More broadly: stats are about understanding, explaining and in many ways predicting the game. Let the players play and let the rest of us worry more about the stats.  I don’t think Kapler is arguing anything in conflict with that — and I think he makes a lot of good points about how players are not the best at understanding the game even if they are the ones who play it — but I do think players’ study of advanced metrics should be in the broadest possible terms, not in any sort of detailed way.

  1. sandrafluke2012 - Jul 22, 2013 at 11:24 AM

    I trust my fellow jews to understand this

    • Reflex - Jul 22, 2013 at 1:19 PM

      Is this some sort of weird irony or a racist statement I don’t quite get?

      Also, Sandra Fluke was awesome.

      • historiophiliac - Jul 22, 2013 at 3:02 PM

        Shhh, It’s performance art — to illustrate the value of birth control.

        Bravo!!!!

      • Reflex - Jul 22, 2013 at 5:30 PM

        I seem to be getting shushed a lot lately…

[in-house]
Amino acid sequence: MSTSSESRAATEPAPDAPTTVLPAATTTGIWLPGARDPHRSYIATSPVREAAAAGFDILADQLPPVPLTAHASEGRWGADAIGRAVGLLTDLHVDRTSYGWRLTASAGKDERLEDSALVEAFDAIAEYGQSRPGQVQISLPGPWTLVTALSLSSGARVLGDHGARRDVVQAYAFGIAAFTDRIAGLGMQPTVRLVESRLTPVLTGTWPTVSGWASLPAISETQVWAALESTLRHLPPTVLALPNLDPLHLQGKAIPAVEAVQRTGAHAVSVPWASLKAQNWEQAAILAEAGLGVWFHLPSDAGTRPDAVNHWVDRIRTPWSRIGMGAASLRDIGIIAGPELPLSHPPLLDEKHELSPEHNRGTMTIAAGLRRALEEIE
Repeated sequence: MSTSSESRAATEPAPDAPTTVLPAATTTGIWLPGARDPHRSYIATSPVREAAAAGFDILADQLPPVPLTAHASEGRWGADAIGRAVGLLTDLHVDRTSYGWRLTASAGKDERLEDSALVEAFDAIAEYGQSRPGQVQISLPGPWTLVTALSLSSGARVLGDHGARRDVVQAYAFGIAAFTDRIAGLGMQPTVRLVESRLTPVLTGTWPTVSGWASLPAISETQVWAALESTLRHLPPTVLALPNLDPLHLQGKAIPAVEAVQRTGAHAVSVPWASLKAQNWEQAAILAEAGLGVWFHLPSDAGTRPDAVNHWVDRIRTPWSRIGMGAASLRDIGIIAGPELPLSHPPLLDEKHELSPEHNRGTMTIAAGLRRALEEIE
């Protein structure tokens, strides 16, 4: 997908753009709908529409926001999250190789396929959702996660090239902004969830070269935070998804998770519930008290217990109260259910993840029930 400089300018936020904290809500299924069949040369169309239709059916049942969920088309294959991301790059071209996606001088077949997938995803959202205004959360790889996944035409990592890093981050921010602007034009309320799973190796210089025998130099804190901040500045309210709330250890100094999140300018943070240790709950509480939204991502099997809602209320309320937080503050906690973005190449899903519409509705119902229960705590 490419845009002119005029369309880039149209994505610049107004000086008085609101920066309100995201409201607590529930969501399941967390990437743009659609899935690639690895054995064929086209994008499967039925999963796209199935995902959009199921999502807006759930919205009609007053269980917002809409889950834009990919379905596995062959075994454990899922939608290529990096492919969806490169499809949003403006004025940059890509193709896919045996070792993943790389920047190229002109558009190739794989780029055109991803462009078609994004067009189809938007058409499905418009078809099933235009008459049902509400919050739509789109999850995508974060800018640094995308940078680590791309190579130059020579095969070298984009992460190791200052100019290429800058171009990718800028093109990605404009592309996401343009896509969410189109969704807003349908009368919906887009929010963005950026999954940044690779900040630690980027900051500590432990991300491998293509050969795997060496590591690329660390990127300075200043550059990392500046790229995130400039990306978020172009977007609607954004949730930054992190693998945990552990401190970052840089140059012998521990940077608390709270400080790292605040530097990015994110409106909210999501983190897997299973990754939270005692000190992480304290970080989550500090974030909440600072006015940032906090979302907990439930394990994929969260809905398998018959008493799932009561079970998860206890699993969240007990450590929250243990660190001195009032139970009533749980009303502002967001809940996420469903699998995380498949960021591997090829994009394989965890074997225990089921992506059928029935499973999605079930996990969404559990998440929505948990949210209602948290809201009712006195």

• historiophiliac - Jul 22, 2013 at 6:25 PM

        /whispers

        By me?

      • Reflex - Jul 22, 2013 at 6:36 PM

        By every female in my life. Albeit none are nearly so youthful nor attractive…

        (did I mention in an earlier thread that I find history sexy?)

      • historiophiliac - Jul 22, 2013 at 8:46 PM

        Oh, my.

      • Reflex - Jul 22, 2013 at 8:53 PM

        Something tells me your used to it. ;)

        (or maybe I’m just jealous of all the attention cur68 gets..)

      • historiophiliac - Jul 22, 2013 at 9:18 PM

        Have I been remiss? I do try to treat all my bf’s well. lol

      • Reflex - Jul 22, 2013 at 9:59 PM

        Not anymore, I’ve just graduated to bf status! Woo!

      • historiophiliac - Jul 22, 2013 at 11:23 PM

        ha ha Well, if it makes you feel better, I think you’re the only west coast one.

      • Reflex - Jul 23, 2013 at 1:13 AM

        Wow, I get a whole coast to myself. I feel so privileged.

      • historiophiliac - Jul 23, 2013 at 9:28 AM

        I’m actually older than I look, so you shouldn’t get too excited. BTW, my step-sister lives out your way. She loves it.

      • Reflex - Jul 23, 2013 at 12:43 PM

        Age is just a number. ;)